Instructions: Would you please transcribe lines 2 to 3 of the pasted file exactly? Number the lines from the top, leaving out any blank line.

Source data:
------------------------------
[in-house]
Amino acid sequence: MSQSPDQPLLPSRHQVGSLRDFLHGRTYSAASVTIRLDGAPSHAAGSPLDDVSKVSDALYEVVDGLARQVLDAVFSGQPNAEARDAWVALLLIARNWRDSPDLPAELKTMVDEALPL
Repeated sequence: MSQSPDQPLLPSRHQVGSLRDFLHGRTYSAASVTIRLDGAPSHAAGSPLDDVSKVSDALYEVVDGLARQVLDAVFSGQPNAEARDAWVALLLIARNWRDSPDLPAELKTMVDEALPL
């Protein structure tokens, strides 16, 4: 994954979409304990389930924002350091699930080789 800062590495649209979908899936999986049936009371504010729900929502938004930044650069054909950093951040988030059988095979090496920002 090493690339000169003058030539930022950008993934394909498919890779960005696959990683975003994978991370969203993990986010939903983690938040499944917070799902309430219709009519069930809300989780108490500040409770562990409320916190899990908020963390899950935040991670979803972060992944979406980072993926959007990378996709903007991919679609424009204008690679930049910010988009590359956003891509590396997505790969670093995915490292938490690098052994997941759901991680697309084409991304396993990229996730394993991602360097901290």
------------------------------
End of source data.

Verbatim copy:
Amino acid sequence: MSQSPDQPLLPSRHQVGSLRDFLHGRTYSAASVTIRLDGAPSHAAGSPLDDVSKVSDALYEVVDGLARQVLDAVFSGQPNAEARDAWVALLLIARNWRDSPDLPAELKTMVDEALPL
Repeated sequence: MSQSPDQPLLPSRHQVGSLRDFLHGRTYSAASVTIRLDGAPSHAAGSPLDDVSKVSDALYEVVDGLARQVLDAVFSGQPNAEARDAWVALLLIARNWRDSPDLPAELKTMVDEALPL